NEWS
By Peter Hermann and Peter Hermann,Staff Writer | July 23, 1993
A torrent of patriotism was unleashed yesterday evening at Fort Meade as precision drill teams performed intricate routines and other troops marched and sang in a showcase of Army talent.At least 2,000 spectators flocked to McGlachlin Field to watch the hour of entertainment, called a Twilight Tattoo, provided by the 3rd United States Infantry and the United States Army Band.The program featured patriotic songs such as "Yankee Doodle Dandy" and "America the Beautiful," marching soldiers twirling rifles and a tribute to soldiers who fought in every war from the Revolution to the Persian Gulf.
NEWS
By Rona Kobell and Rona Kobell,SUN STAFF | August 9, 2003
About 220 civilian employees at Fort Meade learned yesterday they may be losing their jobs after Army officials announced a private company would be taking over two departments at the Odenton base. Johnson Controls Inc., a Milwaukee-based systems and facilities management company, will assume responsibility for jobs in the Army's public works and logistics departments under a 5-year contract worth $33 million. The positions, which include logistics, supply management and engineering jobs, will be eliminated by January.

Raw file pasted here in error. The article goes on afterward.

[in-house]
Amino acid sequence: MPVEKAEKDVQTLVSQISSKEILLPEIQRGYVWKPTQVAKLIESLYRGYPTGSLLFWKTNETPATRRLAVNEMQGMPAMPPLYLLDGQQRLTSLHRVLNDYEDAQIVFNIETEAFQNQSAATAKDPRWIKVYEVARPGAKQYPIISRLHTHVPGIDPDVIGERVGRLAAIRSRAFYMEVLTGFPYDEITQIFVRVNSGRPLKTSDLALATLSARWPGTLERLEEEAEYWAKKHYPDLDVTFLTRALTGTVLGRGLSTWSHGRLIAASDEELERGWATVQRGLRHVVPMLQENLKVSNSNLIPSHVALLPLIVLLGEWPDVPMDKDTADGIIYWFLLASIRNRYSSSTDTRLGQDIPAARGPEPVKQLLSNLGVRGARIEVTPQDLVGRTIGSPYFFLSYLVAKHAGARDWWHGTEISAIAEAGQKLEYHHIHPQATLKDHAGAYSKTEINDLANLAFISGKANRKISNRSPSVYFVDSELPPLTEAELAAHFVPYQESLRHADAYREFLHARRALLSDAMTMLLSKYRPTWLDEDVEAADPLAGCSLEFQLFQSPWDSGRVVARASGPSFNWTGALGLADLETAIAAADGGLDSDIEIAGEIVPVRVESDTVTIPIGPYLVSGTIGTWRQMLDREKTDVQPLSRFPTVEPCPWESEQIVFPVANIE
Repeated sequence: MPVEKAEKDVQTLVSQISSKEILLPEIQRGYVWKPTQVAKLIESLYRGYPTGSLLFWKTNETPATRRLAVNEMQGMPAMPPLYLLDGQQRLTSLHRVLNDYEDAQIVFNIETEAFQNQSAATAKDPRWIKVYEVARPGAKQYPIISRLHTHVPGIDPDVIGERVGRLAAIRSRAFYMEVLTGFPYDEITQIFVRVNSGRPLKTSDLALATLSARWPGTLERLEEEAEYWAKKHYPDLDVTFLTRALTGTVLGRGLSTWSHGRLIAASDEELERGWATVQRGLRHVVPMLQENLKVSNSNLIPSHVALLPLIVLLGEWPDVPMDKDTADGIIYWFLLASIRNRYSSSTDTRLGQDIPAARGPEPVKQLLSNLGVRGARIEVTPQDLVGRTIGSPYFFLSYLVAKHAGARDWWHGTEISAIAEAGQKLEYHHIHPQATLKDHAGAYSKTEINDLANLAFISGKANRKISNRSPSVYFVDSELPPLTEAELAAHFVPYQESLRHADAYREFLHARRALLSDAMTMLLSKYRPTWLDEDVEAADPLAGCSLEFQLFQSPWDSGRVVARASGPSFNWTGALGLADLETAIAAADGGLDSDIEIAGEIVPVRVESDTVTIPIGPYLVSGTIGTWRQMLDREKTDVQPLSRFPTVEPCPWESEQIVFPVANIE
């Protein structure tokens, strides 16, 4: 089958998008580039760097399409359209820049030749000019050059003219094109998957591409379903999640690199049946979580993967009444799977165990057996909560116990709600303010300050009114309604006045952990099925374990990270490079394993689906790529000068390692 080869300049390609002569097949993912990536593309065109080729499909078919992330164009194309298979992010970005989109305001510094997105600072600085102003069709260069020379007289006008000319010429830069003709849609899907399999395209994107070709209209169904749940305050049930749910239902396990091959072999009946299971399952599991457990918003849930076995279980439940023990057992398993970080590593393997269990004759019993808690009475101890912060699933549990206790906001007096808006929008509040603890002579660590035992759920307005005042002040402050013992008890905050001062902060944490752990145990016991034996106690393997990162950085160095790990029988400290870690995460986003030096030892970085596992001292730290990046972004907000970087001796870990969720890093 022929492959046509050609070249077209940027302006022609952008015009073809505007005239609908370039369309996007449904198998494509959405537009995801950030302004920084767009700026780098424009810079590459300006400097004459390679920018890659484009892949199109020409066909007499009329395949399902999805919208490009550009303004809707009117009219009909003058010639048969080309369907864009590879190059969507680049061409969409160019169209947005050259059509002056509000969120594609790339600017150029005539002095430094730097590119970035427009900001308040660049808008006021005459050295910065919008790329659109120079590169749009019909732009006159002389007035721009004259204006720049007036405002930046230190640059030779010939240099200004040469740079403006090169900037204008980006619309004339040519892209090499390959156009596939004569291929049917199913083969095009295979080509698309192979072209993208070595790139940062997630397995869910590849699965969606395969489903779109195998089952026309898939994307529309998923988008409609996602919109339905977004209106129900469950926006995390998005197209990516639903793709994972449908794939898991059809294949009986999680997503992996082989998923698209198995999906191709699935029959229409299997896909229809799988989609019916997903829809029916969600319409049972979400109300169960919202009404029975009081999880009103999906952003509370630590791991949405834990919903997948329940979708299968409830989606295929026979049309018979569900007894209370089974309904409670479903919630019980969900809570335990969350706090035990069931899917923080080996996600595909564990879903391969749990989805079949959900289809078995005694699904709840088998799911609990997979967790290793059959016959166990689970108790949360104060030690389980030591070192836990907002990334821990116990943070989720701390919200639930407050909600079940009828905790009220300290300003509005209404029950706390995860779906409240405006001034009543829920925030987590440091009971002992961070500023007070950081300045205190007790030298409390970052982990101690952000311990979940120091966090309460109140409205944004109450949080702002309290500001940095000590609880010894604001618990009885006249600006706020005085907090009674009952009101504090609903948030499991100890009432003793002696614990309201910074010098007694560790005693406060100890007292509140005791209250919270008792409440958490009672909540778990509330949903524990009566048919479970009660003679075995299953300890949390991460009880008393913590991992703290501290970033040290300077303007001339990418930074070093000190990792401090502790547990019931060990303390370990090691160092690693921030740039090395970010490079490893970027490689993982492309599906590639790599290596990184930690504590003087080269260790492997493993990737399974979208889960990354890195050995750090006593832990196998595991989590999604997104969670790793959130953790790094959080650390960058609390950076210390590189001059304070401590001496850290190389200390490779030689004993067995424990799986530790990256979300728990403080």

NEWS
By Rona Kobell and Rona Kobell,SUN STAFF | June 27, 2002
When Col. Michael J. Stewart extended his two-year term as Fort Meade's garrison commander last summer, he expected that the base's $3 billion overhaul of on-base housing would be his biggest challenge. After all, the plans for a private developer to tear down and rebuild nearly 3,000 substandard houses for soldiers on the Odenton base and manage them for 50 years is Anne Arundel County's largest project in years - surpassing the Arundel Mills megamall and upgrades at Baltimore-Washington International Airport.